Rome in pictures to let you visit the eternal city from wherever you are.
Since the times we are living make it impossible to visit Rome, I thought I could share with you a walk of the city through photographs: Rome in pictures.
This is an itinerary from an old issue of my magazine, a walk from Piazza della Trinità dei Monti, taking the stairs down to Piazza del Popolo and zigzagging through the alleys of Rome, admiring, daydreaming, and taking pictures!
Our virtual walk of Rome in pictures begins in Piazza della Trinità dei Monti. Take your time to admire Piazza di Spagna, the Spanish steps, and the beautiful terraces property of hotels, restaurants, and a few lucky ones.
Next, walk north towards the Pincio. Take it slowly, you don’t want to miss the panoramic scenes of roofs and monuments: it’s breathtaking.
From the Pincio take the stairs down to Piazza del Popolo to take via Via del Babuino, and then via Margutta, a charming little street, less chaotic than Via Del Corso. It is full of very high-end boutiques, but also enchanting antique shops and art galleries.
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Simposio is an independent magazine about Italy. It aims to narrate Italy, the authentic one, describing it through its cuisine, places, lifestyle, and culture.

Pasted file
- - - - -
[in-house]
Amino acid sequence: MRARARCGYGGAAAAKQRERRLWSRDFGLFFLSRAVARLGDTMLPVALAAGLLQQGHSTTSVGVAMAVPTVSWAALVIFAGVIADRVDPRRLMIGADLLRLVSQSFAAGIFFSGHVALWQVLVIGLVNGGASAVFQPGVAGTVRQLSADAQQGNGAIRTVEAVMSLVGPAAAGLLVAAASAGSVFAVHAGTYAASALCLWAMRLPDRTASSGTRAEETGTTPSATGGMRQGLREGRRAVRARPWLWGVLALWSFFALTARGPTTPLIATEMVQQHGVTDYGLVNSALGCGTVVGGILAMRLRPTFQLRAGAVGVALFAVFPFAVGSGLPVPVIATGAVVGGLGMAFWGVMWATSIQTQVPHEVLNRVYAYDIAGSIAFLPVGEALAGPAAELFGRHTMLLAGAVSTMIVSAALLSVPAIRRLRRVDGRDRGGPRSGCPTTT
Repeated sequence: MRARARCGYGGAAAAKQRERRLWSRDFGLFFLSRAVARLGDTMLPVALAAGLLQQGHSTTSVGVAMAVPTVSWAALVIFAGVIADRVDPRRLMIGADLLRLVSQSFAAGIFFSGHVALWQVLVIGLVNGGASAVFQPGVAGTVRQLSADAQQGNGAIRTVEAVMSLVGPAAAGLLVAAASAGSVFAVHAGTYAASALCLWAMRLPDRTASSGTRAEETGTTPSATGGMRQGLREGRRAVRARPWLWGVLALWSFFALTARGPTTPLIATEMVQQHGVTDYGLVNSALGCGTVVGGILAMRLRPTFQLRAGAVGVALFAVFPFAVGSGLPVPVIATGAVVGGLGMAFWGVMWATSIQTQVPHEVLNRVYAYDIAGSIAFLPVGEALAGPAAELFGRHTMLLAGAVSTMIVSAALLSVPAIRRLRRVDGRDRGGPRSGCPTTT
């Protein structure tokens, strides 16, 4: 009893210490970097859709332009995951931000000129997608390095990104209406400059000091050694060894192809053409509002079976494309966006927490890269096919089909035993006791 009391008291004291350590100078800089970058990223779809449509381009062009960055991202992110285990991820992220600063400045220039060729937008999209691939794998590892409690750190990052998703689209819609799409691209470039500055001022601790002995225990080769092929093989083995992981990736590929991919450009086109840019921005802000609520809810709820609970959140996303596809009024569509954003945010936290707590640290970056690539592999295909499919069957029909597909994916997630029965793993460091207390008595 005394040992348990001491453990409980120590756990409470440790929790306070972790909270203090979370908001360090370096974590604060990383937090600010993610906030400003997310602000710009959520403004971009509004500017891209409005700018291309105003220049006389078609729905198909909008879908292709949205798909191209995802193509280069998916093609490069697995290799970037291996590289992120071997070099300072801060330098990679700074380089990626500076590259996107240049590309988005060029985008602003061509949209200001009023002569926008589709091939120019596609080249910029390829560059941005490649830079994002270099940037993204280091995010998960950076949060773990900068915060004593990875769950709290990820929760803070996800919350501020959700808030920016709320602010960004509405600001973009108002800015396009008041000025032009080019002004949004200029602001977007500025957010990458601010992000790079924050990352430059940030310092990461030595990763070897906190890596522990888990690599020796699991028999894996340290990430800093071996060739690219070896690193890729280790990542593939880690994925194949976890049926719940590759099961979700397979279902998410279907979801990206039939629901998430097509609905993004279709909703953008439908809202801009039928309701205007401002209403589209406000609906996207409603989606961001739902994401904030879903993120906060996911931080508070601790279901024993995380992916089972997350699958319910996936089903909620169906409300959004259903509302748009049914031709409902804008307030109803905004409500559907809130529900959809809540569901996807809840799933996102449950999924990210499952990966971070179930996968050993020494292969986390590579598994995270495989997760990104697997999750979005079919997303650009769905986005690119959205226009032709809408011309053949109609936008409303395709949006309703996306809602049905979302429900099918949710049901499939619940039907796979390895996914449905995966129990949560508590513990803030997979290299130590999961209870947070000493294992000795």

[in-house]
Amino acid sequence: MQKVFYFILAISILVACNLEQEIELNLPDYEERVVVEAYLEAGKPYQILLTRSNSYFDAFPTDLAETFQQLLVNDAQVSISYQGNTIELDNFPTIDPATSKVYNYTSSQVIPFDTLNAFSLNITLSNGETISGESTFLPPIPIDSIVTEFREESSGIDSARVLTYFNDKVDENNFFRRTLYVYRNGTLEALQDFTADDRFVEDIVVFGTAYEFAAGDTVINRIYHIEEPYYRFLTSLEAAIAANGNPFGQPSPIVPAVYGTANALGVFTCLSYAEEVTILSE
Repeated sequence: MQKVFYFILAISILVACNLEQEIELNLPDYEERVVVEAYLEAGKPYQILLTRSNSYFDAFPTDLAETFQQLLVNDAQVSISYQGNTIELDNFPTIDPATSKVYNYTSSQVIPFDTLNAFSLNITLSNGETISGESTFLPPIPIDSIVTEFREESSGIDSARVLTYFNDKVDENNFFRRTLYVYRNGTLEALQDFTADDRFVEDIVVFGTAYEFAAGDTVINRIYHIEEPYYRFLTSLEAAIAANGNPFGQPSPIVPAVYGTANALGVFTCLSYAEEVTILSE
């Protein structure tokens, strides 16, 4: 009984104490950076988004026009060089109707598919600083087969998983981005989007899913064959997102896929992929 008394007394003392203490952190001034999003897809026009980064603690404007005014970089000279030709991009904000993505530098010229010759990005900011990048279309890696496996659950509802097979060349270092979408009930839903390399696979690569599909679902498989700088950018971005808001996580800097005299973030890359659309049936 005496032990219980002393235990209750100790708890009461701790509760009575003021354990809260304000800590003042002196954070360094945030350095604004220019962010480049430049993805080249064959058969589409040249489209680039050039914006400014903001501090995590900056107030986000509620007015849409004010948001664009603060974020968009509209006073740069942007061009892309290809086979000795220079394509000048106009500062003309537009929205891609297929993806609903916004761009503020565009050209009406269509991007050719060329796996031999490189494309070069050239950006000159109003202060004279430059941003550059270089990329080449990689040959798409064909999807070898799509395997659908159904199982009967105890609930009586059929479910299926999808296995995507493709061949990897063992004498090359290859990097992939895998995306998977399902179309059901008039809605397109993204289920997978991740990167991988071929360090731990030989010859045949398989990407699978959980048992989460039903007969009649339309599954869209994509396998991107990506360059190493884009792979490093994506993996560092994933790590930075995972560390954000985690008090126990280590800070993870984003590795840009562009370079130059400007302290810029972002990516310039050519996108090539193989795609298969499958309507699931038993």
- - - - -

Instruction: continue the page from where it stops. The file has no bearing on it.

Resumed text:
Before the street takes you to Piazza di Spagna, divert to Via Mario de’ Fiori. There is a pricey but delightful cookware shop worth a visit.
Continue on Via Mario de’ Fiori until you cross Via della Mercede, then turn right.
Zigzagging through the streets, you’ll come to Galleria Sciarra, an 1888 building in Liberty style. The paintings inside the central porch are a celebration of women: they illustrate the models of female virtues. Nose up: you will spot the prudish, the sober, the strong, the humble, the patient, the good-hearted, the lady, the faithful, the loving, and the merciful. It’s beautiful, little known, and fascinating.
Now head to Piazza della Minerva, but first…
There’s a beautiful antique bookshop, the Libreria Cesaretti: a concentration of decades of culture, information, and dedication.
More zigzagging through the streets, take in all the beauty, the sun, the heritage…
Now that you’re in Piazza Minerva seek for the obelisk with a tiny elephant at the base. The elephant was sculptured by Bernini. Look at its bottom. Where is it pointing – with the tail on a side showing something else? To the monastery in the piazza: a rude salute sent by the artist to the Dominicans. Father Domenico Paglia, envious because his project had been rejected and the work assigned to Bernini, had interfered and influenced the papacy commissioner, ruining Bernini’s original project.
This was his quite artistic revenge.
Walk a few steps and stop for a coffee at the famous Cafè St. Eustachio: locals say they make the best coffee in Rome.
A few other steps, and you’ll be facing the Pantheon, now church, and once a temple dedicated to all the gods in Olympus.
Legend says although the dome has an oculus (eye), an opening 9 meters large, rain doesn’t enter the building. The truth is the floor has twenty-two holes, and it is convex, so no puddles form. Also, the dome has a chimney effect: rising air currents that shatter every drop!
It’s lunchtime: there’s a spectacular restaurant nearby. They make Roman cuisine with Puglia ingredients: “puntarelle” salad with stracciatella cheese, carbonara, delicious fish plates, and gorgeous wines.
Enjoy Rome in pictures!